Representatives of Central American countries and Transparency International (TI) agreed to monitor the implementation of the Guatemala Declaration for a Corruption Free Region. The declaration, signed by the presidents of Central American countries and the Dominican Republic in 2006 during the 12th International Anti-Corruption Conference, commits signatory countries to the implementation of specific measures against corruption and hence represents a common anti-corruption agenda. The first round of the evaluation process will end in November 2008.
Officials from Honduras, El Salvador, Costa Rica and Panama, along with TI national chapters in the region, agreed to undertake twice yearly evaluations of the status of implementation of the agreed commitments. “This follow-up mechanism reflects that Central American states want to jointly advance in tackling this problem,” said Silke Pfeiffer, TI Director for the Americas.
Given the importance Central American citizens give to preventing corruption in poverty alleviation programmes and controlling political and electoral finance, efforts related to these commitments will be evaluated between July and November 2008. Seven other issues have been selected for assessment in this first evaluation round, such as: conflict of interest, access to information, civil service, and the mechanisms to address complaints and protect whistleblowers. As these areas are also covered by the Inter-American Convention against Corruption, the plan is to combine efforts deriving from different anti-corruption agreements.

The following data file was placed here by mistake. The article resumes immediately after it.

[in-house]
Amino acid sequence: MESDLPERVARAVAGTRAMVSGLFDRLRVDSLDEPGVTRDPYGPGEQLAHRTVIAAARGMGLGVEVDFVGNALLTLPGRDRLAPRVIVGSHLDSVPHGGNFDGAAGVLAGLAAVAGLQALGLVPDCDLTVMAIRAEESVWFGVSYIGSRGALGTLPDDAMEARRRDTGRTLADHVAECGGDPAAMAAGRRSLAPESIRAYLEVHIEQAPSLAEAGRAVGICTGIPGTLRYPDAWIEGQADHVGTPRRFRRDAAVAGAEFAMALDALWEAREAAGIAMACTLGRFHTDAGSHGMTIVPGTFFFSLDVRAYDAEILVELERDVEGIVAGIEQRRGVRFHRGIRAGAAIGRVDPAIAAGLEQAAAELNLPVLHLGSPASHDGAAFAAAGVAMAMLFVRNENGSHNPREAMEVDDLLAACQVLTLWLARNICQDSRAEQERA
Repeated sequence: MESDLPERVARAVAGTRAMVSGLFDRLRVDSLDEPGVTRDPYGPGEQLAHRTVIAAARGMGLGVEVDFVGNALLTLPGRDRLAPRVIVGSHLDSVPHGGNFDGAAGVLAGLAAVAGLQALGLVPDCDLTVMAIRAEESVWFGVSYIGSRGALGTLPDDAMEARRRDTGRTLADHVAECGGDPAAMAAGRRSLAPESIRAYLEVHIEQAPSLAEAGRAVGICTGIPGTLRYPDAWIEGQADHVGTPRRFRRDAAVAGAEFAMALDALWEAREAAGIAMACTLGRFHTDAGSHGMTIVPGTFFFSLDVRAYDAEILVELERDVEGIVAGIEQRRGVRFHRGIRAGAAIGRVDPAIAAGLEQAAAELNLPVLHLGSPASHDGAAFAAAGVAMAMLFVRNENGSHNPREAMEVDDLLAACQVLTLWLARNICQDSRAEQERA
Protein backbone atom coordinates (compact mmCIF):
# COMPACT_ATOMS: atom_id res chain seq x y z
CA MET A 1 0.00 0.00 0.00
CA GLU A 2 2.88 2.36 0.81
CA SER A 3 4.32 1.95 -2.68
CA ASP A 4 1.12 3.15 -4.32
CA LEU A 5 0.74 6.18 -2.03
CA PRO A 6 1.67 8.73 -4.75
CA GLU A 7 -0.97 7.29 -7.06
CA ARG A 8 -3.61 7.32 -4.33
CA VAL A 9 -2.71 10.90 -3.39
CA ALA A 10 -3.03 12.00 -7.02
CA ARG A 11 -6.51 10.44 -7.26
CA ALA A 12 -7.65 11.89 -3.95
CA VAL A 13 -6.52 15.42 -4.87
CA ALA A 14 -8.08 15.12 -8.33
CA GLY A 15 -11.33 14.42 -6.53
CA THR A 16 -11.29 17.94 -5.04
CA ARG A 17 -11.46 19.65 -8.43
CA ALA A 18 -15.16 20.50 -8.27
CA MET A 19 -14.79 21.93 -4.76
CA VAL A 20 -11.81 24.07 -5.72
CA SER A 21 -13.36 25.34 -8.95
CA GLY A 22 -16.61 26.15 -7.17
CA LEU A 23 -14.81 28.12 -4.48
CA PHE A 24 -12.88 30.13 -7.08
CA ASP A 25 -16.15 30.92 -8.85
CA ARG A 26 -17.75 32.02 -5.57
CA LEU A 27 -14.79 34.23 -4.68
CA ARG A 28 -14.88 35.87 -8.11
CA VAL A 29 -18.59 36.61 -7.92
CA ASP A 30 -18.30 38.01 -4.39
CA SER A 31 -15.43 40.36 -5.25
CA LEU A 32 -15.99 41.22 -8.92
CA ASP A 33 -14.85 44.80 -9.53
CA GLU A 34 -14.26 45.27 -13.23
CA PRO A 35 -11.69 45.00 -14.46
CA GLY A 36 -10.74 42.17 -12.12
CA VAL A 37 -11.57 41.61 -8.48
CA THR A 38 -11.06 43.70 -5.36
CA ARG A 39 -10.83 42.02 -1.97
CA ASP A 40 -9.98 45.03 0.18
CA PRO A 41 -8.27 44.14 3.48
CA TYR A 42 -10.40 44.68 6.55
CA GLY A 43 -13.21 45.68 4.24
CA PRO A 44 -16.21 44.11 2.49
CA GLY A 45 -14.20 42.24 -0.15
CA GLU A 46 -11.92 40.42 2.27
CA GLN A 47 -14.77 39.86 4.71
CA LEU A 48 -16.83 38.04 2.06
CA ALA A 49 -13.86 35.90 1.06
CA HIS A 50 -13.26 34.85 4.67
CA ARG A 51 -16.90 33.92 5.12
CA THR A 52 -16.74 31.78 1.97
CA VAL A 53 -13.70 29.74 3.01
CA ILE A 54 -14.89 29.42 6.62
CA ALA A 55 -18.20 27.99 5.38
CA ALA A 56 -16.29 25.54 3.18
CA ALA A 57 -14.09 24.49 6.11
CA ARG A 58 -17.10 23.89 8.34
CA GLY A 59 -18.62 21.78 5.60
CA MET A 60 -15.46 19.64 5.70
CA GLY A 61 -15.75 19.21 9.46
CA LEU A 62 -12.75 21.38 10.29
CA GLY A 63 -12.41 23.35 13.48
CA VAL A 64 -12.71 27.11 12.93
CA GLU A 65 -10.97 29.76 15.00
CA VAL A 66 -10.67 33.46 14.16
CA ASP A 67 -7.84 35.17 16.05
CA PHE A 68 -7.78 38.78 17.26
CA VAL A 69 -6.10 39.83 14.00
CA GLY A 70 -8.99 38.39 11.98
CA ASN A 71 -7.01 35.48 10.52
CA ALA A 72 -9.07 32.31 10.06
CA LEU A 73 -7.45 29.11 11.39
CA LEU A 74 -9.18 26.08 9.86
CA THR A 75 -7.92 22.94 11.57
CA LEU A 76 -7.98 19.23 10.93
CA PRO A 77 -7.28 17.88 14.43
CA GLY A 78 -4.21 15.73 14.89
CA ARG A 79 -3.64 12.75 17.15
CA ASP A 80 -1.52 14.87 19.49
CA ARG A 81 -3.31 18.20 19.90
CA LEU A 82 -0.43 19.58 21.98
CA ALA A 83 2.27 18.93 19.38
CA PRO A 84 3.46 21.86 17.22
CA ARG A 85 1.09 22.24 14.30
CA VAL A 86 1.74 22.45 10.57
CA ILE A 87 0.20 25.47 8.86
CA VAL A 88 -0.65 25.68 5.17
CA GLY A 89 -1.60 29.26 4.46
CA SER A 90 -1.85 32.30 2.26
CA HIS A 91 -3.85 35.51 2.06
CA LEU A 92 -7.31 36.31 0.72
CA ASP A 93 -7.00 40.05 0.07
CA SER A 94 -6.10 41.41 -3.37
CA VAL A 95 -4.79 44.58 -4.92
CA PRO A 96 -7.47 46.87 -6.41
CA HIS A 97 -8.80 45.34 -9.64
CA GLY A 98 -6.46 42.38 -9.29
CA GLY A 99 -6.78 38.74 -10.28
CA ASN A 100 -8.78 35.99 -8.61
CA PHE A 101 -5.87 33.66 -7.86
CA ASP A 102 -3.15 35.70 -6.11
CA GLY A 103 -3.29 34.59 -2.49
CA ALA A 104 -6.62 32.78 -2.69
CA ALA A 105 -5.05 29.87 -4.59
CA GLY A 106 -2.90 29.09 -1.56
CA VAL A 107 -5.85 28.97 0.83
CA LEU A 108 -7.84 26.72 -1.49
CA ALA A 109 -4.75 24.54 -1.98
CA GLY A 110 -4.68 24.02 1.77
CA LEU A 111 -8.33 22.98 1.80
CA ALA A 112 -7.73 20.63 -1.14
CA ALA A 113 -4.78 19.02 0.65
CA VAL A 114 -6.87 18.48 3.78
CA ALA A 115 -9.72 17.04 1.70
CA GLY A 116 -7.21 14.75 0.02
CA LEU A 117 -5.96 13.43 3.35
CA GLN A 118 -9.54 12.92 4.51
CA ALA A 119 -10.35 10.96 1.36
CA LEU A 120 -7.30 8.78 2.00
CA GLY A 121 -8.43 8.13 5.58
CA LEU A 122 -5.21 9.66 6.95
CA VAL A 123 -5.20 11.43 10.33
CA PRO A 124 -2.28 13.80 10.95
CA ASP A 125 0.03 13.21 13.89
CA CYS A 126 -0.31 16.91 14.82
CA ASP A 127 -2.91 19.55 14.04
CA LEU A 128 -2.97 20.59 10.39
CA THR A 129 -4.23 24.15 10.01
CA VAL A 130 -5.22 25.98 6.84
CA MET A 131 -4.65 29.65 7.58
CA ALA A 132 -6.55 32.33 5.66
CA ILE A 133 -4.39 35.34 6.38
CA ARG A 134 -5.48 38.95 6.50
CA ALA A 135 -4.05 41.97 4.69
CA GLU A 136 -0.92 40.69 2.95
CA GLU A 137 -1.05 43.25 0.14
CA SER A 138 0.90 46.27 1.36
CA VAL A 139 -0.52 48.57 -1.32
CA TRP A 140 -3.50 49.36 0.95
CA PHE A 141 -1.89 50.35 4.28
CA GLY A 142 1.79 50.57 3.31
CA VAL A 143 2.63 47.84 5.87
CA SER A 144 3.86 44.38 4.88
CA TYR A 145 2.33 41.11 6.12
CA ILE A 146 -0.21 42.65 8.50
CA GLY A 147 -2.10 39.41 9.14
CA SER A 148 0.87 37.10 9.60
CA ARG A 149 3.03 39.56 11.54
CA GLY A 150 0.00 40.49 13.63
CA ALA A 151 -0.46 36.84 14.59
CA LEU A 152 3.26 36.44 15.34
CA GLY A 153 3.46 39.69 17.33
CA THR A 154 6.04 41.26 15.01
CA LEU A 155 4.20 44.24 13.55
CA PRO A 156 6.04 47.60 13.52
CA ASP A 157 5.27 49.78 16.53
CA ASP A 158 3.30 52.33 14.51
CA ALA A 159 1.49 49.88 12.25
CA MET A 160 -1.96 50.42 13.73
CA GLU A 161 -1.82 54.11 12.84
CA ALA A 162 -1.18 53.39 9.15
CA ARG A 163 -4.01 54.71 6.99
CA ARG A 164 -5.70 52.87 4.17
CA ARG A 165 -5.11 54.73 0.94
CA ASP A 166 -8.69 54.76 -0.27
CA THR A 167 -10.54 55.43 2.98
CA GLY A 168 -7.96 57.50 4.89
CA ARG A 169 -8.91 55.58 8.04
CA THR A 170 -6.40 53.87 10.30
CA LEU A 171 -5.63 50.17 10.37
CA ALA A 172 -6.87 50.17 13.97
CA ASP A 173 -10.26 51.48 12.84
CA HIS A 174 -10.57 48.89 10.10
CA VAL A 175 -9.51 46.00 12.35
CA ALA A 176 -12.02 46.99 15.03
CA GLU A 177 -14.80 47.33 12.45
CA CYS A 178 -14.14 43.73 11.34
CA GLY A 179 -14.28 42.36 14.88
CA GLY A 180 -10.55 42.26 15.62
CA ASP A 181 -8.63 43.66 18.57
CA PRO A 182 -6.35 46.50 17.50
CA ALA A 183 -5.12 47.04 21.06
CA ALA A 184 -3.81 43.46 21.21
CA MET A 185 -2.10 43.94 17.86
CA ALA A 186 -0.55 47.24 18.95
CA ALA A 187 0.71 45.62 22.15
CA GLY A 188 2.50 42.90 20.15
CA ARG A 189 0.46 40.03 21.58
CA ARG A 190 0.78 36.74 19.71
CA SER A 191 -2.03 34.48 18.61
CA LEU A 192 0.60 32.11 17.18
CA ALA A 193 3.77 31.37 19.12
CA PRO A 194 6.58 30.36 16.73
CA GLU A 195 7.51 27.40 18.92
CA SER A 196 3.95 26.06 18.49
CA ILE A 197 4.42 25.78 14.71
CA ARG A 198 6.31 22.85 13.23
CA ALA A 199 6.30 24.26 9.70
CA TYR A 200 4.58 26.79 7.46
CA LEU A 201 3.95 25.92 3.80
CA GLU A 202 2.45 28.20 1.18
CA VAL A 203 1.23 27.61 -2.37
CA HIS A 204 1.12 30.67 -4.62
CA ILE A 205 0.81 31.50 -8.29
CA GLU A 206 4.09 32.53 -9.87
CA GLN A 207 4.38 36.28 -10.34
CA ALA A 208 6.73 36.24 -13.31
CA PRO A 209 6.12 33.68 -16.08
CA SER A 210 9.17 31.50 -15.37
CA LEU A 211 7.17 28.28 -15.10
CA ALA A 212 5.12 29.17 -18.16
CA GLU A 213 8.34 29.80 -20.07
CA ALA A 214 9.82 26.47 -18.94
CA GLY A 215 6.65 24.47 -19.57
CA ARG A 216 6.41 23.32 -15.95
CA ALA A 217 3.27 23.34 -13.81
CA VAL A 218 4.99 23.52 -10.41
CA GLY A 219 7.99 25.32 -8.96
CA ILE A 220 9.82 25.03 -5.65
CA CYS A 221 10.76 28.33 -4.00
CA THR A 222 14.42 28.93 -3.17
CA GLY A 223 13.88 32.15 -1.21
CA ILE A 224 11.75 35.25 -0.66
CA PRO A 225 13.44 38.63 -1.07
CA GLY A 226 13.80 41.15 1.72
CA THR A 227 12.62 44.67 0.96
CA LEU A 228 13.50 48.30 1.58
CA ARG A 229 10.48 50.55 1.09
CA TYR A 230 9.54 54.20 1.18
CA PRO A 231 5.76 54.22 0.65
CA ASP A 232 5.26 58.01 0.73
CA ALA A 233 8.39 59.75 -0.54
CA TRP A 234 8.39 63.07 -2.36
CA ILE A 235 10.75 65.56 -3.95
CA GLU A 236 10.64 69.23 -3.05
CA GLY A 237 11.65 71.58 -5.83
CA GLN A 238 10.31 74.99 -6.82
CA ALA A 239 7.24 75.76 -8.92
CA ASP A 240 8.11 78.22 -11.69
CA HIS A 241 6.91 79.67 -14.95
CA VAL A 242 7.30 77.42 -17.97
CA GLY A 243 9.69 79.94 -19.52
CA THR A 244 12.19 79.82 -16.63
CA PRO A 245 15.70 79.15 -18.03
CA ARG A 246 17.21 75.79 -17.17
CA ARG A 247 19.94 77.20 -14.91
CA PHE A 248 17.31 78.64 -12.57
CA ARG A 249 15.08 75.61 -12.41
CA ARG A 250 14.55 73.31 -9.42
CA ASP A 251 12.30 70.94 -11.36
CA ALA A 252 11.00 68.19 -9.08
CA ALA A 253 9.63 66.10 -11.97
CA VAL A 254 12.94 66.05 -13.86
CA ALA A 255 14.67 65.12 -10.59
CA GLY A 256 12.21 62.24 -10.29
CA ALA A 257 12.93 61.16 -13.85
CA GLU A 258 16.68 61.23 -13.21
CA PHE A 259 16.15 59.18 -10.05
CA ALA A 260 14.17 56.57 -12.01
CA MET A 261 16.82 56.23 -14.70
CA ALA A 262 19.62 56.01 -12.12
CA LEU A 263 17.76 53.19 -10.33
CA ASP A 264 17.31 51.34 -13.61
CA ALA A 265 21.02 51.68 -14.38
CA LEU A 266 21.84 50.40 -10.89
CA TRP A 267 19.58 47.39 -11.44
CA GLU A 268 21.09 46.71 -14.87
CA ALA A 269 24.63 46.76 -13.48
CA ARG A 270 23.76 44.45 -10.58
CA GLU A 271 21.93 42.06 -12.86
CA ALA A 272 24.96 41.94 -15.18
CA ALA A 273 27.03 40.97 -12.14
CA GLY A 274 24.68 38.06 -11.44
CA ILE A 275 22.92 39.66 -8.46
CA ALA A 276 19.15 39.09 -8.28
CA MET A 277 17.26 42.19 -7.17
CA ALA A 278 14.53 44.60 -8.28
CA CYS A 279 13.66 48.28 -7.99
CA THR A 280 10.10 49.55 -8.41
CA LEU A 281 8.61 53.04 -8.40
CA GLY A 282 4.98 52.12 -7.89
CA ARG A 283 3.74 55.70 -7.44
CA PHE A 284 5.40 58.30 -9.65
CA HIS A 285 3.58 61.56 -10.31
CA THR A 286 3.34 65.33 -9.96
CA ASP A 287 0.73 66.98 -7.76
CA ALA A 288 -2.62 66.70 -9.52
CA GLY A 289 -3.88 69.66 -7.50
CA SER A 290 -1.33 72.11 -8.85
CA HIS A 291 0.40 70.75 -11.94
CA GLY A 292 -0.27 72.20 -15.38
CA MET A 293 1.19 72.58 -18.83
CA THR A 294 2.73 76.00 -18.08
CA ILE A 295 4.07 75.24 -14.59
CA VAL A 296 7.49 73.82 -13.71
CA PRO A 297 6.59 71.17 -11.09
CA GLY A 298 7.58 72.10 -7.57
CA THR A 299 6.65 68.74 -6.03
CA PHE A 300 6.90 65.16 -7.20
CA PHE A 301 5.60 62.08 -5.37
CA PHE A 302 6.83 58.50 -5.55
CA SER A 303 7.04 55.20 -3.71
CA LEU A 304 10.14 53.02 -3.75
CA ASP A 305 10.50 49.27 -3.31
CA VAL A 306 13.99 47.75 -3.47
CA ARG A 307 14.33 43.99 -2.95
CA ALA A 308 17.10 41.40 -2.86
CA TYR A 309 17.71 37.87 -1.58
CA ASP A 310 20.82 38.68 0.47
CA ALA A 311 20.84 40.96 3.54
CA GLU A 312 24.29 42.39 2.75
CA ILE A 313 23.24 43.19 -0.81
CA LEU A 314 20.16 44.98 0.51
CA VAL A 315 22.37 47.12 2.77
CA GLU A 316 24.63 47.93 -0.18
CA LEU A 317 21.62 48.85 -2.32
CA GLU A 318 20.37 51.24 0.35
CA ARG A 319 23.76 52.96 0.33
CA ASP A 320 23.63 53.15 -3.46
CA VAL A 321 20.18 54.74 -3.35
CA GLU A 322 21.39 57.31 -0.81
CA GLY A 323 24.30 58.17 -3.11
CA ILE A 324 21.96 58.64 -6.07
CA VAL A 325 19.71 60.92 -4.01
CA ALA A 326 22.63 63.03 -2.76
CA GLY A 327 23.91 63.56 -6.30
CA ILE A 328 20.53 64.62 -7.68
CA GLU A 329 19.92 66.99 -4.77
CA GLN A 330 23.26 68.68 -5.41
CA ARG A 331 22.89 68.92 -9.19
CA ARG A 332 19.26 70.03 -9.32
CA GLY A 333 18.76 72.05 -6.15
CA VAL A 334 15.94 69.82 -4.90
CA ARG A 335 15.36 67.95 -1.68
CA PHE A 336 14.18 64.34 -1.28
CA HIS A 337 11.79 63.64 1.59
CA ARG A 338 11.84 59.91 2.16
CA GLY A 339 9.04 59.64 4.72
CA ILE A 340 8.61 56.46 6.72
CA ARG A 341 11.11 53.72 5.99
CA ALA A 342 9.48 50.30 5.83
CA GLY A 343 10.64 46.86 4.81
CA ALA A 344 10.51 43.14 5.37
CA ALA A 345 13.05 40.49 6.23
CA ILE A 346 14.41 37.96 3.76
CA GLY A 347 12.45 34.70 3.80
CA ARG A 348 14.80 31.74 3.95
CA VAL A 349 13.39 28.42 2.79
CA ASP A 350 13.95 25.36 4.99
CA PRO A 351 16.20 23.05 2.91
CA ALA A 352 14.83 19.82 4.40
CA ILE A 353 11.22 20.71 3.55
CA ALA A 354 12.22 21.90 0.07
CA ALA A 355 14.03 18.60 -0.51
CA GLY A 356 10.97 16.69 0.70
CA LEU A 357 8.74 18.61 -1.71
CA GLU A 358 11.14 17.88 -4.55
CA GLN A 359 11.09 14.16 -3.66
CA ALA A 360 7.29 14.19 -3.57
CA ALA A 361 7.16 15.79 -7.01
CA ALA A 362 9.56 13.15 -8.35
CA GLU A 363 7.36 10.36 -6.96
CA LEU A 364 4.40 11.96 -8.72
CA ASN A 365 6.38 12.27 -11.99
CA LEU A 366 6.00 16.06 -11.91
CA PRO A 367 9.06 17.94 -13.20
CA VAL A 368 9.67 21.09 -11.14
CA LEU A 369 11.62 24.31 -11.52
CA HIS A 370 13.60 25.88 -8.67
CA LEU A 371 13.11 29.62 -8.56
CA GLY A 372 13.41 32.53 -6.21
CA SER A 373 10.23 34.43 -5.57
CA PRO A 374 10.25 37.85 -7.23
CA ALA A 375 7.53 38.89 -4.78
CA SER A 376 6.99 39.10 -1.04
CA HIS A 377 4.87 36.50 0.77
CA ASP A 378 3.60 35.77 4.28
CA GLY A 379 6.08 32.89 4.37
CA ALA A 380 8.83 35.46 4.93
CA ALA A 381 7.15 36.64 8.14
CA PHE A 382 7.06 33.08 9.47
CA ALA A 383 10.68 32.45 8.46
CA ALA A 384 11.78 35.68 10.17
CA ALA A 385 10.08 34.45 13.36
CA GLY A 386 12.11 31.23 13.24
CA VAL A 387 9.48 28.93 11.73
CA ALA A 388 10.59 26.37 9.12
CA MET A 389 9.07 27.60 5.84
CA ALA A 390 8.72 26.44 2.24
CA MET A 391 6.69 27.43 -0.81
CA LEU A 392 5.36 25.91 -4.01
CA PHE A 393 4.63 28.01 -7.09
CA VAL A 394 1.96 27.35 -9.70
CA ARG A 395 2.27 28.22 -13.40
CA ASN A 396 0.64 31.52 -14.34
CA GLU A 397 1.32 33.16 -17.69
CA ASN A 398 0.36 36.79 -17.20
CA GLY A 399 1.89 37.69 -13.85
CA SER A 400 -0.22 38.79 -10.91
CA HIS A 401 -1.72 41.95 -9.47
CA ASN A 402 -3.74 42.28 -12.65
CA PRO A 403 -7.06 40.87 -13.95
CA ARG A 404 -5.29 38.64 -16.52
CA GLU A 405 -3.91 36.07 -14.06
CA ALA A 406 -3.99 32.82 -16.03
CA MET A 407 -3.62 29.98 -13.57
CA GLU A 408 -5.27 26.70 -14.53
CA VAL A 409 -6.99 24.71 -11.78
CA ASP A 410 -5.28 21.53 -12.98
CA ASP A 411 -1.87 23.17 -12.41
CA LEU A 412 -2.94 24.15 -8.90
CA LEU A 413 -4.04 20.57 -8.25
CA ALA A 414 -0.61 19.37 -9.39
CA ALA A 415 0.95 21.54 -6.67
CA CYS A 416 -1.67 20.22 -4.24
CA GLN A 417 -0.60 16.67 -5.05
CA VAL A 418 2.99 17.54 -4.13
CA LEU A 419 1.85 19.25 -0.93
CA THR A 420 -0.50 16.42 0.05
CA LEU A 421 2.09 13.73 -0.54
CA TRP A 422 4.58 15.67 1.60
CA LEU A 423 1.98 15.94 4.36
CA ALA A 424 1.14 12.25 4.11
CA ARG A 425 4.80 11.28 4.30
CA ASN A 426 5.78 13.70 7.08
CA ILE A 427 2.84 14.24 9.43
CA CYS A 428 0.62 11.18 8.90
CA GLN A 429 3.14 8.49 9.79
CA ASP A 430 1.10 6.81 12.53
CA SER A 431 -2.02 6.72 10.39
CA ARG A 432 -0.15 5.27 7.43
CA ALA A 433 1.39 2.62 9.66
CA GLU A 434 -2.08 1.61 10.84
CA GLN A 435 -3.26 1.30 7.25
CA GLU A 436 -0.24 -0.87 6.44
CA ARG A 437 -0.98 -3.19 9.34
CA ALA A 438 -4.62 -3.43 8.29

“Although we see progress in the region, some commitments included in the declaration need further achievements, so this monitoring mechanism will help Central America make concrete actions,” said Manfredo Marroquín, TI Regional Coordinator for Central America. The mechanism will seek to incorporate the General Secretariat of the Central American Integration System (SICA) as a supporting institution to the monitoring process, according to the Declaration. Other Central American countries and the Dominican Republic will also be invited to join these efforts.
A regional forum for dialogue will be celebrated in November 2008, second anniversary of the declaration, in which civil society groups and public anti-corruption agencies will present the result of the evaluations and identify the remaining challenges to achieve the goals of the declaration.
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